Humans are programmed to copy; children are particularly influenced by those around them. Psychologist Albert Bandura believes that humans are active information processors; their behaviour is influenced by people (models) around them, parents are primary models. Therefore, it may be no surprise that the activity levels of mothers effects the activity levels of their children’s.
The journal of the ‘American Academy of Paediatrics’ published an article this month that showed a mother’s level of activity directly affects her young child’s. 554 mothers and their 4 year old children wore activity trackers over a week as part of the Southampton Women’s Survey. Not only was there a direct correlation in physical activity between both parties but shockingly only 53% of mother’s met the minimum recommended amount of exercise during the week (2 hours 30 minutes, around 21.5 minutes a day).
These results confirm last year’s report from Mayo Clinic’s Proceedings which stated that today’s mothers are far less active than 45 years ago. But, study leader Kathryn Hesket is optimistic and believes “it’s a positive thing that maternal physical activity levels can influence the activity level of their child…if more time is spent moving, then activity can increase in both”.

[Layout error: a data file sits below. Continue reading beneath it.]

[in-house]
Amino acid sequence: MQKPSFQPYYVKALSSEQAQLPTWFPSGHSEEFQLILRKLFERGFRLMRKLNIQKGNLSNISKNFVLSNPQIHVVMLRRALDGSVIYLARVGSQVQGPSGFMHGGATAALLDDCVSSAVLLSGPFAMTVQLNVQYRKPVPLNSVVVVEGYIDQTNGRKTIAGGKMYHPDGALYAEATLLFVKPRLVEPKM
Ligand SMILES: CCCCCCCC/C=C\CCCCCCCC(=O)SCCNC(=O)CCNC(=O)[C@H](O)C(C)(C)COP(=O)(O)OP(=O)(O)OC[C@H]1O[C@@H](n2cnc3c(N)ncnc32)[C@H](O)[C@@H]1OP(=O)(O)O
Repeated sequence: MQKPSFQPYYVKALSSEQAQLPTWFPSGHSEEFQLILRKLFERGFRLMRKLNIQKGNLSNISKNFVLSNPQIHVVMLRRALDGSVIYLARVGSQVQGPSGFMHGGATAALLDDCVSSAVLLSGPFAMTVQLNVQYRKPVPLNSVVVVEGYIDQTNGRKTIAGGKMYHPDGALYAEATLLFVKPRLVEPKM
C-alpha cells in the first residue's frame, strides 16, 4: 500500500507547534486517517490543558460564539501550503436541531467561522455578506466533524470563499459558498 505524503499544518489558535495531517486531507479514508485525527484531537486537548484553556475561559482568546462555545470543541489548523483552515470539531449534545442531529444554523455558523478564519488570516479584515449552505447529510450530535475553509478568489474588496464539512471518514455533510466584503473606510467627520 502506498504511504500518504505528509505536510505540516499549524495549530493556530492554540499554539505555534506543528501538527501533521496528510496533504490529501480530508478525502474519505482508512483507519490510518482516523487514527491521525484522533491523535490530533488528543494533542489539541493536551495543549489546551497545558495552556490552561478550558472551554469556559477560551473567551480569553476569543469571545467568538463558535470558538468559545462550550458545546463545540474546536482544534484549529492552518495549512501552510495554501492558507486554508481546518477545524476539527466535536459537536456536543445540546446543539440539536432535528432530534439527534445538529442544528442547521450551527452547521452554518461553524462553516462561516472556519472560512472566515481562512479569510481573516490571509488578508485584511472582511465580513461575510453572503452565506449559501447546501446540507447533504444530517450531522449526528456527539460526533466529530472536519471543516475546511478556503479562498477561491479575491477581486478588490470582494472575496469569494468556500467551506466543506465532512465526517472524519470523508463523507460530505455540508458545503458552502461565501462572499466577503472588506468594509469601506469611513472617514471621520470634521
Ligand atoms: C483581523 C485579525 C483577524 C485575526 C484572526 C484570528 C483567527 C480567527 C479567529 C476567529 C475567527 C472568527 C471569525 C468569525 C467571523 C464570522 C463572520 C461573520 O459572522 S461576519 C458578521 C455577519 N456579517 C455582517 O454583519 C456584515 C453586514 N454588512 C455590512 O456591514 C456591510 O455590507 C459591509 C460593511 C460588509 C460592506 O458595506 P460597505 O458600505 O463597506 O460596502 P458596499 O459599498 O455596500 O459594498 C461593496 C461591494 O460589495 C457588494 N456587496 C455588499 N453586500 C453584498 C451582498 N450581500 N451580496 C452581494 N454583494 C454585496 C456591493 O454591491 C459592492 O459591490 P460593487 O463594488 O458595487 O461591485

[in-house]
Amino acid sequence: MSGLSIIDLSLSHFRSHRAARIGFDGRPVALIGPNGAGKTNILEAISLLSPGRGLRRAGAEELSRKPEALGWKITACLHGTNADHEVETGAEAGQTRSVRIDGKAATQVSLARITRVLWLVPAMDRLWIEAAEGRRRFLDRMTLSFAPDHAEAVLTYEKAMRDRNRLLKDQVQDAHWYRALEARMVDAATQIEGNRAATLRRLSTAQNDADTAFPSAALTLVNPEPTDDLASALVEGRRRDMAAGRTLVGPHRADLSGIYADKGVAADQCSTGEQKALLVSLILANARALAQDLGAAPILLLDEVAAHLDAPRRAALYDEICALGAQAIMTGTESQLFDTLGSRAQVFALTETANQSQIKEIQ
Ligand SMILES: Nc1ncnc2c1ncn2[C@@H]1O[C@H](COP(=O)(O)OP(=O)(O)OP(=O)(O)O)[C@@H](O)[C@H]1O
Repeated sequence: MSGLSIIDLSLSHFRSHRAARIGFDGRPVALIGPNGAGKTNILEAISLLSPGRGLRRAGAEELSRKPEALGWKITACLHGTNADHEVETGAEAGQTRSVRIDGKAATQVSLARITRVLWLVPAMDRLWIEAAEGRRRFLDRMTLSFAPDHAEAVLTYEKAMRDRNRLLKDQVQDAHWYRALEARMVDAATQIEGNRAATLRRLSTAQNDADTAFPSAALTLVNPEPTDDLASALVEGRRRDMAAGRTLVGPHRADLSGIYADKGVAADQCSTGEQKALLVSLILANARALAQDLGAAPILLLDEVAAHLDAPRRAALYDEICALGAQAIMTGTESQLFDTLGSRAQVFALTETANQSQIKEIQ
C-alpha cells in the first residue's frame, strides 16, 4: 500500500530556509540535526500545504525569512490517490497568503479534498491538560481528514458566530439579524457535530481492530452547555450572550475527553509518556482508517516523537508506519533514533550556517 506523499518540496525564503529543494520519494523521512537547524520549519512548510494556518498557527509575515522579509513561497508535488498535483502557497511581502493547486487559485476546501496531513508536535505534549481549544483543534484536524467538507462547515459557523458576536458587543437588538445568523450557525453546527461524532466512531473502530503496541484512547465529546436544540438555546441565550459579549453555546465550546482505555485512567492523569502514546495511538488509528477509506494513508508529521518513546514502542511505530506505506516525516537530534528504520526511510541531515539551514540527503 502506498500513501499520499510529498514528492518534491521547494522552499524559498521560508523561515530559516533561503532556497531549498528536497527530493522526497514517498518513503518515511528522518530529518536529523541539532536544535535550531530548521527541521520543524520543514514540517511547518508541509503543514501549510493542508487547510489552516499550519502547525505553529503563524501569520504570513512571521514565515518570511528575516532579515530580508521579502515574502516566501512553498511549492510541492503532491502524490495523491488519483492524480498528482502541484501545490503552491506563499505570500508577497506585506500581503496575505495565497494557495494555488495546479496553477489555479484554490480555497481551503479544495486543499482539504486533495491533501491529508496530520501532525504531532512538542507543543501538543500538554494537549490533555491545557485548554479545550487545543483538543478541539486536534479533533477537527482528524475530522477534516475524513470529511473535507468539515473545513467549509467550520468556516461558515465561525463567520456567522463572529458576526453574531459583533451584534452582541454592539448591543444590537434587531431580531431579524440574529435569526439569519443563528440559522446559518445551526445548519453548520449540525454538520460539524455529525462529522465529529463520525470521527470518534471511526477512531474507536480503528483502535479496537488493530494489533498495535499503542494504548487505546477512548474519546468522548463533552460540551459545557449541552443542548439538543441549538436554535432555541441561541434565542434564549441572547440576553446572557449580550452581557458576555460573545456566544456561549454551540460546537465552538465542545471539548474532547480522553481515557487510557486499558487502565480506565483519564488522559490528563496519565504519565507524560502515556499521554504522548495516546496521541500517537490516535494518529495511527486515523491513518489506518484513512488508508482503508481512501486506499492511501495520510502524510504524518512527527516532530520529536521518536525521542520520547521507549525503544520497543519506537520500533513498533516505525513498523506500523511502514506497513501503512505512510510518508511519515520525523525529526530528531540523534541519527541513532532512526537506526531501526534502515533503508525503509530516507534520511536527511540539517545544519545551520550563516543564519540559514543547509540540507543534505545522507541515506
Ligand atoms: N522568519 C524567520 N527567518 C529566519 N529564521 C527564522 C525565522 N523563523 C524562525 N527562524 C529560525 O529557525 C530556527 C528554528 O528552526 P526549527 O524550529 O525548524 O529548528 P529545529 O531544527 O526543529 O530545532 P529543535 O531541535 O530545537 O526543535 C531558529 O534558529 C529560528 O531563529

It is fairly common for women to be less physically active after they have children, but there is no excuse. However, duties don’t just fall on the shoulders of mother’s; father’s are just as important role models in a child’s life, both parents serve as ambassadors for the family.
Physical exercise is so important to your general health and with the threat of Dementia in today’s world, why would you not exercise?
Active children (and parents) are at reduced risk of obesity, diabetes, heart disease, depression and anxiety. They are also likely to perform better in school (or work).
For a bright, healthy and happy family get moving (and eat a nutritious balanced diet).